In up to 40% of infertile couples, male plays a key role for difficulty in conception. Infertility means failure to conceive pregnancy after regular unprotected intercourse for 1 year that efforts emotionally stressful and physically taxing in most couples.[1],[2] There are many factors affecting reproductive system, and some might be beyond patient’s control, such as medical issues, nutrition, weight, exercise, psychological stress. Negative effects of lifestyle factors also have been documented.[3] Along with liver, respiratory and cardiovascular system, alcohol and tobacco are closely known hazardous factors for reproduction causing low sperm count, sperm motility and sperm fertilizing capacity by increased seminal oxidative stress and DNA damage.[4],[5] Tobacco contains some deadly toxic carcinogens: nicotine, carbon monoxide, nitrogen oxide and cadmium, which directly affect male and female gametes and embryos. Semen analysis is the non-invasive and cornerstone method for directly evaluating, to get information regarding functional status of seminiferous tubules, epididymis and accessory sex glands and the relationship between exposure to environmental agents and fertility to be investigated.[1],[6] Men can have children with low sperm count and those count are normal can be infertile.[7] In this study, we evaluated the potential risk and complications of alcohol and tobacco smoking or chewing on semen and the need for early attention to avoidable or remediable causes.

  Materials and methods Top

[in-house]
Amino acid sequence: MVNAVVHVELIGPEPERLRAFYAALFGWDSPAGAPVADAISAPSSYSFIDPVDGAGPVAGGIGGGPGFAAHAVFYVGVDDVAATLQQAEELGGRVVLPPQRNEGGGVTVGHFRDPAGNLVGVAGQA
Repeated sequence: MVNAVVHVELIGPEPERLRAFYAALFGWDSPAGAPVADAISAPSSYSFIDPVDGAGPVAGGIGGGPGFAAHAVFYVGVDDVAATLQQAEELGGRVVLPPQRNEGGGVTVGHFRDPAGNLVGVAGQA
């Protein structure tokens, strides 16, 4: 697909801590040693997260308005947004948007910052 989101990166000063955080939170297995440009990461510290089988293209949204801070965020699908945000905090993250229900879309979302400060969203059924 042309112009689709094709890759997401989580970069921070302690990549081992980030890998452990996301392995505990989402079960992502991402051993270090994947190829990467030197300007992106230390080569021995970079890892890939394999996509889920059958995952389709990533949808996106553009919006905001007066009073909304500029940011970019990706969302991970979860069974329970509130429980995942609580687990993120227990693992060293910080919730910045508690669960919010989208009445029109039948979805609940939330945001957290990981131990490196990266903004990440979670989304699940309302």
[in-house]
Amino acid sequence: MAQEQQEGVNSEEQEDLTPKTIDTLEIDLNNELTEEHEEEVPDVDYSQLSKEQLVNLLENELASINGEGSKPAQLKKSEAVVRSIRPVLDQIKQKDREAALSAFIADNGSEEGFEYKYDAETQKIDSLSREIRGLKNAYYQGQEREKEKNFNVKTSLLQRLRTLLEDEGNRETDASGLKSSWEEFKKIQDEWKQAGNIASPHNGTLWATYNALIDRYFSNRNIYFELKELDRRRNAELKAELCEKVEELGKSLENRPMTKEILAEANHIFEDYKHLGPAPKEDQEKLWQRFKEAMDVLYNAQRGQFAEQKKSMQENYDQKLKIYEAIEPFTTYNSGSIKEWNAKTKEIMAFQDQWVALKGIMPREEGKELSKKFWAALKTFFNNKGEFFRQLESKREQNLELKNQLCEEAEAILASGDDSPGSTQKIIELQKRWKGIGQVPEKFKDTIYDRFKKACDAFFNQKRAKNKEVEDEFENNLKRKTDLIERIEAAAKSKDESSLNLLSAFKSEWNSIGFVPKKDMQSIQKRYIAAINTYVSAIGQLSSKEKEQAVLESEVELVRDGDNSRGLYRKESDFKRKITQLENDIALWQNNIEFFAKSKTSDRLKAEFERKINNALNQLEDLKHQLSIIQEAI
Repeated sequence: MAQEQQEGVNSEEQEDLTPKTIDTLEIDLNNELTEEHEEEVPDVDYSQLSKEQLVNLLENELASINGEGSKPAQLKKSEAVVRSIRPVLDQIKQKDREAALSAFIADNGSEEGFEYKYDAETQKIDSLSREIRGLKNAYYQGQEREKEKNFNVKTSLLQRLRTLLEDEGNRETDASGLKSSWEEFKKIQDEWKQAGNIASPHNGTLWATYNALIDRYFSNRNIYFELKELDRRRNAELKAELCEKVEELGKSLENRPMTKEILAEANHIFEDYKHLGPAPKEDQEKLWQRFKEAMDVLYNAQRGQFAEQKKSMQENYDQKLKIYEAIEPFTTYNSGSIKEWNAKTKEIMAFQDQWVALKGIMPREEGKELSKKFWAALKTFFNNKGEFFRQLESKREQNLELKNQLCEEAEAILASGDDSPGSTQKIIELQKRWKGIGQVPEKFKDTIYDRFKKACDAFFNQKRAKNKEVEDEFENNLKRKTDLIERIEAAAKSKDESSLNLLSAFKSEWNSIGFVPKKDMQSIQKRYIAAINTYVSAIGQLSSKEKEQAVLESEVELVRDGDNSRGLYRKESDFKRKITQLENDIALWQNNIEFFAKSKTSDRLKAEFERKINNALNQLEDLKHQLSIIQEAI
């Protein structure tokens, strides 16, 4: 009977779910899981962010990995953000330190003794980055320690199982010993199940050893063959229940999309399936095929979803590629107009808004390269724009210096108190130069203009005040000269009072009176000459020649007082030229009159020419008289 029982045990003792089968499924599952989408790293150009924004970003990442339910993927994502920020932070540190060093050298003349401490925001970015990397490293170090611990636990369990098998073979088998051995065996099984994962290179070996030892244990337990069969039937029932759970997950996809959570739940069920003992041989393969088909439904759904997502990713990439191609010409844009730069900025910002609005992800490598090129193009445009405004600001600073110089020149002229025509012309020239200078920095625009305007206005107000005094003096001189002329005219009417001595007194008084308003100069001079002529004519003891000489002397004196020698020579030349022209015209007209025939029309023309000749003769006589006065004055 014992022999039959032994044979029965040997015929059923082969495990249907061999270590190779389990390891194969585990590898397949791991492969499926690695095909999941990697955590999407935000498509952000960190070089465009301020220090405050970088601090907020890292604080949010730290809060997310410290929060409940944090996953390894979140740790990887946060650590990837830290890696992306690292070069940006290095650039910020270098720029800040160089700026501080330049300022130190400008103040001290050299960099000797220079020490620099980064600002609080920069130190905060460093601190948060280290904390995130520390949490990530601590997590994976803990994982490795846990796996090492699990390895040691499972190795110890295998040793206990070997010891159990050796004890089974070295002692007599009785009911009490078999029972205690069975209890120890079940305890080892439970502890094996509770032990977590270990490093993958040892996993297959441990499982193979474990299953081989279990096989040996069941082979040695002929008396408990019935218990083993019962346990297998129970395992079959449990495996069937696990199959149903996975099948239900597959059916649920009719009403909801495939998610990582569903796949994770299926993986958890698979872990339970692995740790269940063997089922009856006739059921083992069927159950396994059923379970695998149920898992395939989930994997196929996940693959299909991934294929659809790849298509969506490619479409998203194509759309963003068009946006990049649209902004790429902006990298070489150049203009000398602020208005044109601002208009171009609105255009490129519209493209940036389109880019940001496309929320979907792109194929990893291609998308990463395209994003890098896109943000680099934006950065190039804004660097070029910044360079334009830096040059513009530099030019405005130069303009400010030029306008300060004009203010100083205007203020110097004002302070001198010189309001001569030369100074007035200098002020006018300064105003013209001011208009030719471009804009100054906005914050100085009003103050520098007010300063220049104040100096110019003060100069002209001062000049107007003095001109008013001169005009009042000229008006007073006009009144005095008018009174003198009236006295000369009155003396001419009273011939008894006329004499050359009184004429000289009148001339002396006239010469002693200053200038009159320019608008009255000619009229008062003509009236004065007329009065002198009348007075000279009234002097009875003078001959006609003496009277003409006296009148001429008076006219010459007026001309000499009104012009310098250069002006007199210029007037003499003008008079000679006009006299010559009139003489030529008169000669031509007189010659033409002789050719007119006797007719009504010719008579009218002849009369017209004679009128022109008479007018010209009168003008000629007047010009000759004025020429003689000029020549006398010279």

This prospective study took place in L.L.R.M. Medical College between July 2017 and June 2018 comprised 203 consecutively recruited male partners referred for semen analysis in Department of Pathology. Clinically infertile men with a history of infertility persisting longer than 1 year and Lifestyle factors that affect assisted reproduction were enrolled in the present study. The patients who were detected with a history of systemic disease, drug use, inguinal or testicular surgery, varicocele, undescended testis and hypoplasic testis at physical examination were excluded from this study. The study protocol was approved by the Institutional Ethical Committee. Participants were questioned regarding their alcohol consumption, smoking habits and tobacco chewing. Informed written consent was obtained from each patient. After 3 days of sexual abstinence, semen samples were obtained by masturbation in a sterile and wide mouthed container. Samples were kept at normal room temperature and processed immediately after complete liquefaction, and routine semen analysis was carried out according to the World Health Organization (WHO) guidelines. The results were categorized on the basis of sperm count and motility: normozoospermia, oligozoospermia, azoospermia and asthenozoospermia. Data were analysed using the Statistical Program for Social Science software 19.

  Results Top

Total 203 cases of clinically diagnosed male infertility were included in this study. The ranges of age group were 18 to 50 years. Most of the patients were between the ages of 18 and 30 years (N = 125; 61.58%) followed by 31 to 40 (N = 49; 24.13%) and 41 to 50 years (N = 29; 14.29%) [[Table 1]].
Table 1 Distribution of cases (N = 203) according to the age